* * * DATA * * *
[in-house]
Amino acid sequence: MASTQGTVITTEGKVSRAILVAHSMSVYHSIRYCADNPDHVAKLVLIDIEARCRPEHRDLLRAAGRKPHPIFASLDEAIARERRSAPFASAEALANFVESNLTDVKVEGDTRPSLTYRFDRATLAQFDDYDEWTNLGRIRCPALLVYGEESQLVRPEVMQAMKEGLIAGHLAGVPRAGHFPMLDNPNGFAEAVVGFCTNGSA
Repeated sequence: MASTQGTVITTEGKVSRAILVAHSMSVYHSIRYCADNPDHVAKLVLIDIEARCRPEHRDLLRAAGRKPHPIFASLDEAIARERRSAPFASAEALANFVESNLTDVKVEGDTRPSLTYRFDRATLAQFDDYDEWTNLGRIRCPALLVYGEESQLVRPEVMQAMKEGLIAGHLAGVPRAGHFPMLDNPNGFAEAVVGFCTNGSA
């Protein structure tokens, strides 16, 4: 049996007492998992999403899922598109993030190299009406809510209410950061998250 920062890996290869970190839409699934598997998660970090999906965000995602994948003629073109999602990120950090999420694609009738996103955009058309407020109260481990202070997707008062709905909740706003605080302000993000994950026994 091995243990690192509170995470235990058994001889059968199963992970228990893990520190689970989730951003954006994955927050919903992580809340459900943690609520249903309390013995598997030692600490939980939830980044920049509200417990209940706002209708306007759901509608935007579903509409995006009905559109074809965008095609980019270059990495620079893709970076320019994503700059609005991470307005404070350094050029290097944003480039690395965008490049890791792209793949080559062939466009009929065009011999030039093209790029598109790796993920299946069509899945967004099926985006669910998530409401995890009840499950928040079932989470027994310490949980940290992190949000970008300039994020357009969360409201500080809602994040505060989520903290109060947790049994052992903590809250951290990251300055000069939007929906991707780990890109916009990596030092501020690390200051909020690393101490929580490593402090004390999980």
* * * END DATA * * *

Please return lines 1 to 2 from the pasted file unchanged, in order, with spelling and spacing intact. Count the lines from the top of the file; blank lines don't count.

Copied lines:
[in-house]
Amino acid sequence: MASTQGTVITTEGKVSRAILVAHSMSVYHSIRYCADNPDHVAKLVLIDIEARCRPEHRDLLRAAGRKPHPIFASLDEAIARERRSAPFASAEALANFVESNLTDVKVEGDTRPSLTYRFDRATLAQFDDYDEWTNLGRIRCPALLVYGEESQLVRPEVMQAMKEGLIAGHLAGVPRAGHFPMLDNPNGFAEAVVGFCTNGSA